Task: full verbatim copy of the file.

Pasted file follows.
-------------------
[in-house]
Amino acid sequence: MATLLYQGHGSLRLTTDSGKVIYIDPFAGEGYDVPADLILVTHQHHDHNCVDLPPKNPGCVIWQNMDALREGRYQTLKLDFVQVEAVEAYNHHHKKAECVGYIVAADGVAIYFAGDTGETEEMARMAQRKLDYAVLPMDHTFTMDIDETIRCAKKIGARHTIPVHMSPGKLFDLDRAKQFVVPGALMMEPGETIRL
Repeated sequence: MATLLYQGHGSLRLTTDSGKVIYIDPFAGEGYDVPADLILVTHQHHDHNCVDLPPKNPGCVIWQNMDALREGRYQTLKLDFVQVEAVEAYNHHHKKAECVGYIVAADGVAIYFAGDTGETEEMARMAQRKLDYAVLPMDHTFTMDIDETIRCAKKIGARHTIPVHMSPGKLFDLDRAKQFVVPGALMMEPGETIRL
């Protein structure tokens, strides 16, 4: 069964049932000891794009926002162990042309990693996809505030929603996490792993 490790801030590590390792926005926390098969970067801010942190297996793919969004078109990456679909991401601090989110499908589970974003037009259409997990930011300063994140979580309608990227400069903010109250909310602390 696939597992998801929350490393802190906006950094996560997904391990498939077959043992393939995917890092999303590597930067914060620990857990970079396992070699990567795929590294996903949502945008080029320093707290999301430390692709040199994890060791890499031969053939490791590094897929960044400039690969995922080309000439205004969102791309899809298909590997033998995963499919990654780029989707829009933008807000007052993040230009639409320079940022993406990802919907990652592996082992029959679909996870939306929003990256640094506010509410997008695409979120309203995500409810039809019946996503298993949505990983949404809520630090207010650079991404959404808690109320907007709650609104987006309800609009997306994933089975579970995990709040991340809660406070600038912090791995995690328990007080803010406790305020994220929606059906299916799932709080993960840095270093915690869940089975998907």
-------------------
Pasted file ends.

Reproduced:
[in-house]
Amino acid sequence: MATLLYQGHGSLRLTTDSGKVIYIDPFAGEGYDVPADLILVTHQHHDHNCVDLPPKNPGCVIWQNMDALREGRYQTLKLDFVQVEAVEAYNHHHKKAECVGYIVAADGVAIYFAGDTGETEEMARMAQRKLDYAVLPMDHTFTMDIDETIRCAKKIGARHTIPVHMSPGKLFDLDRAKQFVVPGALMMEPGETIRL
Repeated sequence: MATLLYQGHGSLRLTTDSGKVIYIDPFAGEGYDVPADLILVTHQHHDHNCVDLPPKNPGCVIWQNMDALREGRYQTLKLDFVQVEAVEAYNHHHKKAECVGYIVAADGVAIYFAGDTGETEEMARMAQRKLDYAVLPMDHTFTMDIDETIRCAKKIGARHTIPVHMSPGKLFDLDRAKQFVVPGALMMEPGETIRL
């Protein structure tokens, strides 16, 4: 069964049932000891794009926002162990042309990693996809505030929603996490792993 490790801030590590390792926005926390098969970067801010942190297996793919969004078109990456679909991401601090989110499908589970974003037009259409997990930011300063994140979580309608990227400069903010109250909310602390 696939597992998801929350490393802190906006950094996560997904391990498939077959043992393939995917890092999303590597930067914060620990857990970079396992070699990567795929590294996903949502945008080029320093707290999301430390692709040199994890060791890499031969053939490791590094897929960044400039690969995922080309000439205004969102791309899809298909590997033998995963499919990654780029989707829009933008807000007052993040230009639409320079940022993406990802919907990652592996082992029959679909996870939306929003990256640094506010509410997008695409979120309203995500409810039809019946996503298993949505990983949404809520630090207010650079991404959404808690109320907007709650609104987006309800609009997306994933089975579970995990709040991340809660406070600038912090791995995690328990007080803010406790305020994220929606059906299916799932709080993960840095270093915690869940089975998907």